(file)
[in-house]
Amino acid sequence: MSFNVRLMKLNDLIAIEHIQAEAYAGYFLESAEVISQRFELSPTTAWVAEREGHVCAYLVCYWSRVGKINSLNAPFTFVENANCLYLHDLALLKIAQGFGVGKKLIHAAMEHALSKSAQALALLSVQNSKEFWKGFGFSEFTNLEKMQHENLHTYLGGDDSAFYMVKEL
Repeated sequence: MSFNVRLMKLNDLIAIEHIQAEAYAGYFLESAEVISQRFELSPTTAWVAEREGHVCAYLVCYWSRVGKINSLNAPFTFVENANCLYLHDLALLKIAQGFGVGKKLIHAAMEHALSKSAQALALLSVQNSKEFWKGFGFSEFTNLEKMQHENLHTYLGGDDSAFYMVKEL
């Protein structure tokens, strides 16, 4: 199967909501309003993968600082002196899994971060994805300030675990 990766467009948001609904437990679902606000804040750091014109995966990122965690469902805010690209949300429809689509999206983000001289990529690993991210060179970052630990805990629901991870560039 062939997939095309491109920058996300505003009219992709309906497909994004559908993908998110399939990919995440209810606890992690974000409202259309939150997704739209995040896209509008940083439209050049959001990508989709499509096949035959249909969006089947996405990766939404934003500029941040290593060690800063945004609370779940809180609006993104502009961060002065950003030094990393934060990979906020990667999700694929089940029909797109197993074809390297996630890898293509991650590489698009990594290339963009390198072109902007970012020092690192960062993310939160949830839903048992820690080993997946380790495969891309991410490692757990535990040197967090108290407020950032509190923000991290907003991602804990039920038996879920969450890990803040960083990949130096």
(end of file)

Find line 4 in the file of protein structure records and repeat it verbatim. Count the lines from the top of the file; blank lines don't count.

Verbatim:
């Protein structure tokens, strides 16, 4: 199967909501309003993968600082002196899994971060994805300030675990 990766467009948001609904437990679902606000804040750091014109995966990122965690469902805010690209949300429809689509999206983000001289990529690993991210060179970052630990805990629901991870560039 062939997939095309491109920058996300505003009219992709309906497909994004559908993908998110399939990919995440209810606890992690974000409202259309939150997704739209995040896209509008940083439209050049959001990508989709499509096949035959249909969006089947996405990766939404934003500029941040290593060690800063945004609370779940809180609006993104502009961060002065950003030094990393934060990979906020990667999700694929089940029909797109197993074809390297996630890898293509991650590489698009990594290339963009390198072109902007970012020092690192960062993310939160949830839903048992820690080993997946380790495969891309991410490692757990535990040197967090108290407020950032509190923000991290907003991602804990039920038996879920969450890990803040960083990949130096």